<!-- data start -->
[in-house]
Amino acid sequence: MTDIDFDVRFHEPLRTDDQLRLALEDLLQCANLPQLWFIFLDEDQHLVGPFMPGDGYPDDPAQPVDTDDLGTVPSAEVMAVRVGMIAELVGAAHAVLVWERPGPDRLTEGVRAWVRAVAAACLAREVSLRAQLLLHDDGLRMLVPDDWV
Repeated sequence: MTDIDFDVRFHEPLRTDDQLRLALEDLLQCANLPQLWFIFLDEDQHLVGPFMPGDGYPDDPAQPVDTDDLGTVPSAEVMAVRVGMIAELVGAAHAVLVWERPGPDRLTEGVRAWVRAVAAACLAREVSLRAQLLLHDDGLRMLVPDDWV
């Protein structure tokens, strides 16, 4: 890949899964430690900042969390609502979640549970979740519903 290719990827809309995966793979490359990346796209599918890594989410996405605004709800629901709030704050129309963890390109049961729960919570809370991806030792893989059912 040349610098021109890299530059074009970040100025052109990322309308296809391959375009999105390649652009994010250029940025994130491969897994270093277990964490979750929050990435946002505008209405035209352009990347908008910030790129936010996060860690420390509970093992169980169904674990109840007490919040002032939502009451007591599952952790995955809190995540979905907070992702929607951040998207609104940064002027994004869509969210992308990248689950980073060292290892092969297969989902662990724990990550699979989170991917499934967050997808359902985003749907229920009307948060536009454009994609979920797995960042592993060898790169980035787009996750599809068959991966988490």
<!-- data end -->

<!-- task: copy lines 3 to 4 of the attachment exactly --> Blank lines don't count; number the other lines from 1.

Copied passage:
Repeated sequence: MTDIDFDVRFHEPLRTDDQLRLALEDLLQCANLPQLWFIFLDEDQHLVGPFMPGDGYPDDPAQPVDTDDLGTVPSAEVMAVRVGMIAELVGAAHAVLVWERPGPDRLTEGVRAWVRAVAAACLAREVSLRAQLLLHDDGLRMLVPDDWV
């Protein structure tokens, strides 16, 4: 890949899964430690900042969390609502979640549970979740519903 290719990827809309995966793979490359990346796209599918890594989410996405605004709800629901709030704050129309963890390109049961729960919570809370991806030792893989059912 040349610098021109890299530059074009970040100025052109990322309308296809391959375009999105390649652009994010250029940025994130491969897994270093277990964490979750929050990435946002505008209405035209352009990347908008910030790129936010996060860690420390509970093992169980169904674990109840007490919040002032939502009451007591599952952790995955809190995540979905907070992702929607951040998207609104940064002027994004869509969210992308990248689950980073060292290892092969297969989902662990724990990550699979989170991917499934967050997808359902985003749907229920009307948060536009454009994609979920797995960042592993060898790169980035787009996750599809068959991966988490």